Health

LEAH MBABAZI: Birth Control After Childbirth; How Soon is too Soon?

Author: Leah Mbabazi

Have you just had a baby? Birth control could be the very last thing on your mind, but preparing for contraception is an important part of your antenatal and postnatal care. 

After childbirth, menstrual periods can return any time from six weeks to three months depending on whether the woman exclusively breastfeeds, formula feeds, or uses a mix of both. However, it is possible to get pregnant before having a period because one can become fertile unknowingly. Research shows that women who do not breastfeed can ovulate as early as a month after giving birth yet more than 50% of all women have sexual activity within 6 weeks of having a baby. That is why it’s important to have a birth control plan if one is not ready for another child. 

Studies show that approximately 95% of women who are within their first year of postpartum (post-childbirth) want to avoid pregnancy in the next 2 years, but 70% of them do not use contraception. Yet pregnancies in the postpartum period pose the greatest risk for women and their infants. Thus post-partum contraception is crucial for ensuring the health and well-being of women and their babies.  The World Health Organization (WHO) recommends that women in postpartum and their partners should be provided with choices of effective contraceptive methods, to prevent unintended pregnancies during their first 12 months post-childbirth. It also recommends that women start planning for birth control (contraception) around the time of their last antenatal visit and start using contraception from three weeks after childbirth.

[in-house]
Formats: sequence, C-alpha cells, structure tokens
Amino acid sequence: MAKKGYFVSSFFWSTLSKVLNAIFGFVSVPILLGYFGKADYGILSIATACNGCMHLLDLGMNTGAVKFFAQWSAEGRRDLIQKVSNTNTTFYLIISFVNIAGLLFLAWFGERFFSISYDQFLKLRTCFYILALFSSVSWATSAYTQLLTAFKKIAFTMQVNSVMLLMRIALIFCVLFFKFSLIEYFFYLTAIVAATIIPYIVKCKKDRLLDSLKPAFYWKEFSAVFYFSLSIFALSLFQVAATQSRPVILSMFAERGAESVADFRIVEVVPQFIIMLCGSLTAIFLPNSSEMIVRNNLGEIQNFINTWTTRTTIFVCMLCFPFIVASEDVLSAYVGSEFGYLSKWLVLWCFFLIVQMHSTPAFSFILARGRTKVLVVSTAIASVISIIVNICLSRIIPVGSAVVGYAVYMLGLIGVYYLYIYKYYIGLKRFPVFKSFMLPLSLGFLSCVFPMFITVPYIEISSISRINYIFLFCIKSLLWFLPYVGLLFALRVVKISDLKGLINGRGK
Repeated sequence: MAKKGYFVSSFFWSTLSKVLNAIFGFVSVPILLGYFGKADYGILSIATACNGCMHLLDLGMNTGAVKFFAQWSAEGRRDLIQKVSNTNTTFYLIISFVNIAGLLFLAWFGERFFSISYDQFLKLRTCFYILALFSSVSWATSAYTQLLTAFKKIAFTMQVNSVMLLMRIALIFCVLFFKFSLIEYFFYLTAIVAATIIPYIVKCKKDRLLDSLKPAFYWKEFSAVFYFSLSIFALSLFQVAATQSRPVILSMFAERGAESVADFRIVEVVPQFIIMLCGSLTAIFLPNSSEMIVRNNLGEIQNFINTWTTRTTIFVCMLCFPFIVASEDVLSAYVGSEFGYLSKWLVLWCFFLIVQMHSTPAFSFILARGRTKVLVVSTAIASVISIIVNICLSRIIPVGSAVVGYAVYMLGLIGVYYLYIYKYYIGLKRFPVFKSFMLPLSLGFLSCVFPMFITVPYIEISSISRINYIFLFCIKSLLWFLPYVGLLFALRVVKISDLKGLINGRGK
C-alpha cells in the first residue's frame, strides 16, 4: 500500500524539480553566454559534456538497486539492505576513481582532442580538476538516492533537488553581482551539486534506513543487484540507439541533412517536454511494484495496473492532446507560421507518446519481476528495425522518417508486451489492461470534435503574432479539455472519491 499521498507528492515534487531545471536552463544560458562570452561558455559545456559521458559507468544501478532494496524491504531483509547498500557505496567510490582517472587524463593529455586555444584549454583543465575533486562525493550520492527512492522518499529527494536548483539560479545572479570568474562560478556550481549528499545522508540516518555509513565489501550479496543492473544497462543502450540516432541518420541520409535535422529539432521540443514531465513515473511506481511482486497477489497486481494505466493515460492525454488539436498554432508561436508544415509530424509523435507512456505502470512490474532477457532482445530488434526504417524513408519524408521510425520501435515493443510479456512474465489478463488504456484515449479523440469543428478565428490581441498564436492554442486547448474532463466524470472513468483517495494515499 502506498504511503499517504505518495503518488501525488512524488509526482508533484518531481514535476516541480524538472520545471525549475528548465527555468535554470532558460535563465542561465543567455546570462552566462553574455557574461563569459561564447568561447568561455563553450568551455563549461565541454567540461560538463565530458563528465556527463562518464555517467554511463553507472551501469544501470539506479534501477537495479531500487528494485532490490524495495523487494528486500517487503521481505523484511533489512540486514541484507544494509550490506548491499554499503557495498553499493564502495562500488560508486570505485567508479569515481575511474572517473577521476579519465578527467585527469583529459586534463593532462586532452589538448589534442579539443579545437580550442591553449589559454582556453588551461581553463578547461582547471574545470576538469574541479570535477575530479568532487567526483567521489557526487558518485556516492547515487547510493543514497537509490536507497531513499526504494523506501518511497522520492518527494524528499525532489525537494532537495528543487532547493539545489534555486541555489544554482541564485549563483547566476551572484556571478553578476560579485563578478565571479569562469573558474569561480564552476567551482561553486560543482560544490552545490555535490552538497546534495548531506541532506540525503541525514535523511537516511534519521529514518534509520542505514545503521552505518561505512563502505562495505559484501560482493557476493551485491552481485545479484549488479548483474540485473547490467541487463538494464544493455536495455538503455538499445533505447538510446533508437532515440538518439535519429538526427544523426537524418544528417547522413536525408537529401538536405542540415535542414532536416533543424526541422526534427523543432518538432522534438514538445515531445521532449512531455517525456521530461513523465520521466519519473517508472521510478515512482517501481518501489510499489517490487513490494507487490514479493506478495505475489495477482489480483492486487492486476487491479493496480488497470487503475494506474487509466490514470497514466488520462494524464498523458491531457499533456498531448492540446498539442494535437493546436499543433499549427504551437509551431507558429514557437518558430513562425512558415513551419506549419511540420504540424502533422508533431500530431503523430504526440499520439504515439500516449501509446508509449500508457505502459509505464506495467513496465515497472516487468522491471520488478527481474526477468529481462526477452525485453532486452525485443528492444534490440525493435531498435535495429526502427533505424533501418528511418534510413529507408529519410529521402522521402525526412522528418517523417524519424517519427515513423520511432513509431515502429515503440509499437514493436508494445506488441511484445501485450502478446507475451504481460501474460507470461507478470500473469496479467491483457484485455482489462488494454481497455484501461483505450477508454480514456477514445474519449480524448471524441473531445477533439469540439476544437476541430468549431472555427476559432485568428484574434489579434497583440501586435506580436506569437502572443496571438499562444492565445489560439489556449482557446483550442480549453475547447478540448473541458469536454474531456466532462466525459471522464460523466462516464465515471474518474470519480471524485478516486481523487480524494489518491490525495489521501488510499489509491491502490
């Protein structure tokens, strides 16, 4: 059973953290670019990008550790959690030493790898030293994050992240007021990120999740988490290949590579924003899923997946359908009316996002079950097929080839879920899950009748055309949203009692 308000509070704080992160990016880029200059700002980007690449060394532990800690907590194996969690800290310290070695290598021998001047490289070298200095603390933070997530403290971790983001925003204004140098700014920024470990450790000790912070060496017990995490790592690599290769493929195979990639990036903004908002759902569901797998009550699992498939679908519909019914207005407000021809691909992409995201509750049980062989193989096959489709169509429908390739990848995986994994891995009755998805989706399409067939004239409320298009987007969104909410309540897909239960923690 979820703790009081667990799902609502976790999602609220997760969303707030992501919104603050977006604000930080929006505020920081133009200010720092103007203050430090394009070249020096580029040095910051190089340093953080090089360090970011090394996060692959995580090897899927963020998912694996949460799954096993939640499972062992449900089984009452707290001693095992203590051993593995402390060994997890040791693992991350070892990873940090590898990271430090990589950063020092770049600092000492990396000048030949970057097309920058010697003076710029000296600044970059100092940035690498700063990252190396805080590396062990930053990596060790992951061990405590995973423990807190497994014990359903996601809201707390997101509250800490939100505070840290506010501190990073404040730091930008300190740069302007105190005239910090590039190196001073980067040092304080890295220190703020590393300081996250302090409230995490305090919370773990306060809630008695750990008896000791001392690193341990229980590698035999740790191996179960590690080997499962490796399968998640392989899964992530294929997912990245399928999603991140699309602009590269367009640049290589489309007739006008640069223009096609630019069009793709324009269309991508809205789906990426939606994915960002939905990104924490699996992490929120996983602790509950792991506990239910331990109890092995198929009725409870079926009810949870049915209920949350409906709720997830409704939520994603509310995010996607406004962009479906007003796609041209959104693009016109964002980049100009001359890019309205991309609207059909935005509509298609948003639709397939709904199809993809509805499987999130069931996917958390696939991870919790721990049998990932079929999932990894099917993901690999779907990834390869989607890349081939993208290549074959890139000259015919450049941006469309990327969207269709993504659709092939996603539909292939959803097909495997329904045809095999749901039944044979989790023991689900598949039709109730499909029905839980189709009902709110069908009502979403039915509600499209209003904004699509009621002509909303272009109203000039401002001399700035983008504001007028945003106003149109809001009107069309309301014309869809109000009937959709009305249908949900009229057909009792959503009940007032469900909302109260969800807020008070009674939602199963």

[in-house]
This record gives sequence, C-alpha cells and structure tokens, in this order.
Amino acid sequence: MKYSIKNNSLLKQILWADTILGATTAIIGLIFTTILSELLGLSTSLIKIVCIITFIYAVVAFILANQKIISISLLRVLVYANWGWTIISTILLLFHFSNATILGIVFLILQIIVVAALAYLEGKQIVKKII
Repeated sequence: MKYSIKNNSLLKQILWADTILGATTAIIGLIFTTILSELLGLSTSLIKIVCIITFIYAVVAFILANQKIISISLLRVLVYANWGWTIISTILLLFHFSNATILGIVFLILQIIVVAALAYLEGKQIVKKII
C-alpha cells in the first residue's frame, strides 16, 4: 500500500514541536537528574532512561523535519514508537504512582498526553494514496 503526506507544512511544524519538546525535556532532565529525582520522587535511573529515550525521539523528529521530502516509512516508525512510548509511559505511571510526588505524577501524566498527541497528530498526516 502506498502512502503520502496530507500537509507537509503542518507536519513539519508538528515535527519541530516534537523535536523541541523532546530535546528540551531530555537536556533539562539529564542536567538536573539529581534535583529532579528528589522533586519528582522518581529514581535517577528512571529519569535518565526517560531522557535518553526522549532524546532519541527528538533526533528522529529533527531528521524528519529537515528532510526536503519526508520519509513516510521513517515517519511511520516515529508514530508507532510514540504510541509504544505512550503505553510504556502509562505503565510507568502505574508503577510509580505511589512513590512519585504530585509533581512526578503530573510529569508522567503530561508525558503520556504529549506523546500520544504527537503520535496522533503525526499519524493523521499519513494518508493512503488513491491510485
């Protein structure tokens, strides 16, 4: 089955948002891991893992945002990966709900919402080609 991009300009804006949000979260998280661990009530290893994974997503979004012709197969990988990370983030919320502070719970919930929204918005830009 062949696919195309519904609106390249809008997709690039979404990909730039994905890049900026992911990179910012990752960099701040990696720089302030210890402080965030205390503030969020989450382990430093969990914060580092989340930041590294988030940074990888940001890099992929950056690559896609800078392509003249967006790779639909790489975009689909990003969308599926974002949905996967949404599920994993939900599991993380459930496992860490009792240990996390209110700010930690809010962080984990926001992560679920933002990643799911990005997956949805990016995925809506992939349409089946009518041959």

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The choice of contraception after giving birth depends on whether and how often the woman is breastfeeding and how suitable the various methods are for her. For some women, breastfeeding can be a birth control method by delaying the return of menstrual periods. However, it only works if done exclusively, frequently, and regularly (at most four hours between feeds). 

Breastfeeding women should avoid any contraception containing estrogen such as the combined oral pill because it may reduce the supply of breastmilk. Nevertheless, there is still plenty of other contraception choices such as condoms, injection, implants, intrauterine device (IUD), and progesterone-only pills. There is no one-size-fits-all approach to birth control after childbirth and no method is 100% effective. Therefore, to decide what contraceptive method is best suitable after giving birth, ask the doctor, midwife, or nurse about: the methods available, how soon to start them, how they work, their effectiveness, and possible side effects of each method. Lastly, it is very important to make sure the woman is not pregnant before starting contraception.

Author: Leah Mbabazi (BSN, MPH). Clinical Research Coordinator at infectious diseases institute, Makerere University.


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